Making sense out of insanity (DVC purchase)

Discussion in 'Purchasing DVC' started by blackacex2, Jan 9, 2013.

  1. blackacex2

    blackacex2 Mouseketeer

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    I love Disney, and I could see myself taking a trip there every year until infinity. I should be a perfect candidate for the DVC, I'm 27 and married 3 years in April. DVC should provide vacation for my wife and I and future children for decades to come.

    160 points, purchased resale at Old Key West price $60 per point ~$10,000
    maintenance fees per year ~ $850

    I could rent 160 points from an owner at $11 per point and pay $1,760. DVC ownership saves me $910 ($1,760-$850 main fees) a year, but only after approx. 11 years have passed. If we use it until 2057, that nets a savings of close to $30,000. (33 years of only paying main. fees on 160 points).

    Am I missing something here, or is it that good of a deal? Here's the main hang up I have, I don't have $10,000 to lay out. I'd have to borrow the money, and that adds to the cost. At 10% APR on $10,000, that's $132 a month for 10 years, making the purchase price more like $15,840 and making my projected savings to be about $24,000 once we reach the contract's end in 2057 saving us $545 a year vs renting points at $11 per point.

    Is it worth laying out all that money and making that much of a commitment to save a maximum $545 a year for 44 years? (probably much less considering increases in maintenance fees)

    Realistically, I don't think I'll be able to get a personal loan to pay $10,000 off over 10 years, so I'd have to buy direct from DVC at $16,000 for 160 OKW points in order to get financing. At that point it's $211 per month for 10 years making my DVC cost for the first 10 years $25,320 + 44 years of main. fees ($37,400).

    That's $62,720 for 44 years of 160 points at current main. fees. That's $8.90 per point saving $2.10 per point vs renting at $11 per point. Over 44 years that saves $14,784 or $336 a year.

    On one hand, over 44 years I will be saving money, not losing money- even with financing the purchase. On the other hand, it's a huge commitment and 44 years is an eternity. Not borrowing to purchase DVC would net me the max savings ($910 per year on average). Not sure if I'll be able to swing that though.

    Do my numbers make sense? What do most of you project your cost per point to be over the life your DVC contract? Ever wish you could get out of it altogether and just rent points when you want?
     
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  3. bumbershoot

    bumbershoot DIS Veteran

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    That is how we felt emotionally while making up our minds. That there were only the two options.

    But the reality was there was a third option. That option was to sit on our hands, not go to Disney, and save the money we would have spent on a few trips. Do that, being really honest with yourself about how much you typically spend there (hotels, transportation, souvenirs, tips, food) and you'll probably get that 10K saved quickly.

    It's a VERY viable option, and I urge you to think a lot about it. While I ultimately have no regrets doing it how we did it (financed with DVC), that's only because of a very specific series of events that happened with us, and how it was basically the second to last thing in a long string of happenings that finally smacked us in the face and made us get a clue. I don't think that's how these things end for most people making weird financial decisions, LOL. It was the one spot in our life together where we had a bit of luck.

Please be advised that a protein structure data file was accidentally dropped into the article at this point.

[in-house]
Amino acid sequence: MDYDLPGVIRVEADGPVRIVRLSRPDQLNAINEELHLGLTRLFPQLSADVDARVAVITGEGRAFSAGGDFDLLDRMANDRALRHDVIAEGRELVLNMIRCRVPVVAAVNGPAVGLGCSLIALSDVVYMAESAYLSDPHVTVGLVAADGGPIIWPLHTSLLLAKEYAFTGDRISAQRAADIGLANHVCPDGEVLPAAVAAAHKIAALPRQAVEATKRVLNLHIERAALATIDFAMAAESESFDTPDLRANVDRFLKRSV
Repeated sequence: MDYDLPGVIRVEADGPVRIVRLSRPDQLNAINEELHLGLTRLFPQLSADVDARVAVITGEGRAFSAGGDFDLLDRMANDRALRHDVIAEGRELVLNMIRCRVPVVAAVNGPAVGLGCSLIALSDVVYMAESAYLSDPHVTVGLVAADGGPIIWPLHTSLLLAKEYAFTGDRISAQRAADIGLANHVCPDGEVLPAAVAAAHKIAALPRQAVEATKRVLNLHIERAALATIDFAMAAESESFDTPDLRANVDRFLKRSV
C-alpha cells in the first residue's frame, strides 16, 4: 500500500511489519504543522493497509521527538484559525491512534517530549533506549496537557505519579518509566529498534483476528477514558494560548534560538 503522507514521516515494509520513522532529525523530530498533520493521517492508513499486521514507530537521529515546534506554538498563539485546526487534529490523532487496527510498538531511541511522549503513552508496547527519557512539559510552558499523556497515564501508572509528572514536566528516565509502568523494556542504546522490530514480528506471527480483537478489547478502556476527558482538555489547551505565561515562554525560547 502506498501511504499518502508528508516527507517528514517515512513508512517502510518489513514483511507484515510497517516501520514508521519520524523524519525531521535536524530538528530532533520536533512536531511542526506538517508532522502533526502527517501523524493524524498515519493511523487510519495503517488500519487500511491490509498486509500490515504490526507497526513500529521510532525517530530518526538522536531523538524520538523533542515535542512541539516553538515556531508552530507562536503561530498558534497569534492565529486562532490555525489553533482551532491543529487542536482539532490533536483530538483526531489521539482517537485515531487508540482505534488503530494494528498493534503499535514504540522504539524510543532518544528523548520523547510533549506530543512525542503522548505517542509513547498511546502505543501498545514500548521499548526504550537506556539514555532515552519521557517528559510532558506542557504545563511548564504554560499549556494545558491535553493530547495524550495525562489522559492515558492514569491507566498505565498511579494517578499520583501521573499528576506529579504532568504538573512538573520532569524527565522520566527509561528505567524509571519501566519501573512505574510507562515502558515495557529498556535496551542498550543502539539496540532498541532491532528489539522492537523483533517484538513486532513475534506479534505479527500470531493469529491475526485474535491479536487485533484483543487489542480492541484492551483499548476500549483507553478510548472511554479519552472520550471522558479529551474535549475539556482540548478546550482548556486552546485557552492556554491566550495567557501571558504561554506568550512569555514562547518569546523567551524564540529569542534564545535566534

So I would really think long and hard about staycations for awhile, about seeing a great airfare and instead of booking it, put the money in a savings account, etc etc. It'll be a painful year or so (depending on how much you normally spend on Disney), but ultimately REALLY worth it.
     
  4. ELMC

    ELMC DIS Veteran

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    First off, I want to commend you for coming on here and asking these very important buying questions. Many people skip this researching step before purchasing and end up regretting it. One thing I'd like to know is how frequently you currently visit Disney. I personally think it would be a mistake to purchase DVC in anticipation of visiting Disney. Typically the best candidates for DVC are people who have a history of visiting Disney on a regular basis and have experience that tells them it's the right type of vacation for them. I would also suggest that the "perfect" candidate for DVC is someone who is financially stable, has a reasonable amount of debt (think mortgage and maybe a small car loan), and a decent chunk of savings in the bank. I don't know if this does or does not describe you, nor am I asking. I'm simply pointing out that DVC is a luxury purchase and that owners are most successful when they make this purchase with their discretionary income. Hope that doesn't sound too condescending, because that's not my intent at all. :)

    Your numbers make sense to a point, in that you are looking at the right comparisons when deciding whether or not you should buy. The big mistake you are making (and it's actually a really big mistake) is not factoring in annual increases in maintenance fees. Traditionally, maintenance fees are rising at a rate of about 4% per year. Point rental prices are not increasing at an equal rate, which means that the savings will not be as much as you are projecting. Go back and rework your numbers using a 4% annual increase in maintenance fees. If you don't, you'll be making a decision based on faulty assumptions.